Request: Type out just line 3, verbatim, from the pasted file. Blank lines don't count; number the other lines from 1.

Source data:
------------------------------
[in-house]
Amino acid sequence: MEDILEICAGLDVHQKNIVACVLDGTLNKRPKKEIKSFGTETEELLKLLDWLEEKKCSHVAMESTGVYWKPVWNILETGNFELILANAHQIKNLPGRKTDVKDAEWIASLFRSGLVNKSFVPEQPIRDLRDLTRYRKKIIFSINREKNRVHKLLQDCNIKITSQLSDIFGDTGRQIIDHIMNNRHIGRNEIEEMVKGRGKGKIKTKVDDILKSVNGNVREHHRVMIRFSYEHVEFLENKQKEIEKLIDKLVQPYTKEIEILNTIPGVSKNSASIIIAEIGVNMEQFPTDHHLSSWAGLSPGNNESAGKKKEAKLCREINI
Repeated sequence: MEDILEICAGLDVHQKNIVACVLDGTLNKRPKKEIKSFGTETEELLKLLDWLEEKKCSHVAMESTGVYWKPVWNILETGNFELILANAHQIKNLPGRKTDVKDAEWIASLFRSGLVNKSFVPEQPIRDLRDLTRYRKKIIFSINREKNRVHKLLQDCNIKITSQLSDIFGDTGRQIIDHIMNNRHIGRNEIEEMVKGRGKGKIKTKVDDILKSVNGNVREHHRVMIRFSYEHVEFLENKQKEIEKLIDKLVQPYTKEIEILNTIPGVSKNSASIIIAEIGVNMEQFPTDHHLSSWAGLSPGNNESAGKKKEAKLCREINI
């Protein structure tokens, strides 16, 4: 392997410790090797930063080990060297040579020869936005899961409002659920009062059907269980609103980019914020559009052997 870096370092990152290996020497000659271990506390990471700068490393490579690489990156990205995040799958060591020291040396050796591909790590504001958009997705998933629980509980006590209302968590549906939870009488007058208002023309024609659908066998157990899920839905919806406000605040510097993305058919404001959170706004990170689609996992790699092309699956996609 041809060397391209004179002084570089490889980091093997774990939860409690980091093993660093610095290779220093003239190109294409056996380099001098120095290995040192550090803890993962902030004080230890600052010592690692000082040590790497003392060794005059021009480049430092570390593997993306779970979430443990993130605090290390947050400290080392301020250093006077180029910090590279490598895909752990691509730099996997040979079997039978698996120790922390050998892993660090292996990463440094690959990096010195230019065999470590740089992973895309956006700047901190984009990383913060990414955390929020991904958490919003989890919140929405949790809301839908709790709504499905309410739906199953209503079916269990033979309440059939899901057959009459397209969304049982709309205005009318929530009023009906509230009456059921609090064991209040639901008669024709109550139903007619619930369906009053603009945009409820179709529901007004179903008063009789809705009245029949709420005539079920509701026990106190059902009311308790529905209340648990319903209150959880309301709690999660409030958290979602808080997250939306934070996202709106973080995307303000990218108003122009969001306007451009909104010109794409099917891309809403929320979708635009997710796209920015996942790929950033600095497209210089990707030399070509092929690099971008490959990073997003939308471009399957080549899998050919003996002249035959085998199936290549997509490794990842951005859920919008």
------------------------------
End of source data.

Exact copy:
Repeated sequence: MEDILEICAGLDVHQKNIVACVLDGTLNKRPKKEIKSFGTETEELLKLLDWLEEKKCSHVAMESTGVYWKPVWNILETGNFELILANAHQIKNLPGRKTDVKDAEWIASLFRSGLVNKSFVPEQPIRDLRDLTRYRKKIIFSINREKNRVHKLLQDCNIKITSQLSDIFGDTGRQIIDHIMNNRHIGRNEIEEMVKGRGKGKIKTKVDDILKSVNGNVREHHRVMIRFSYEHVEFLENKQKEIEKLIDKLVQPYTKEIEILNTIPGVSKNSASIIIAEIGVNMEQFPTDHHLSSWAGLSPGNNESAGKKKEAKLCREINI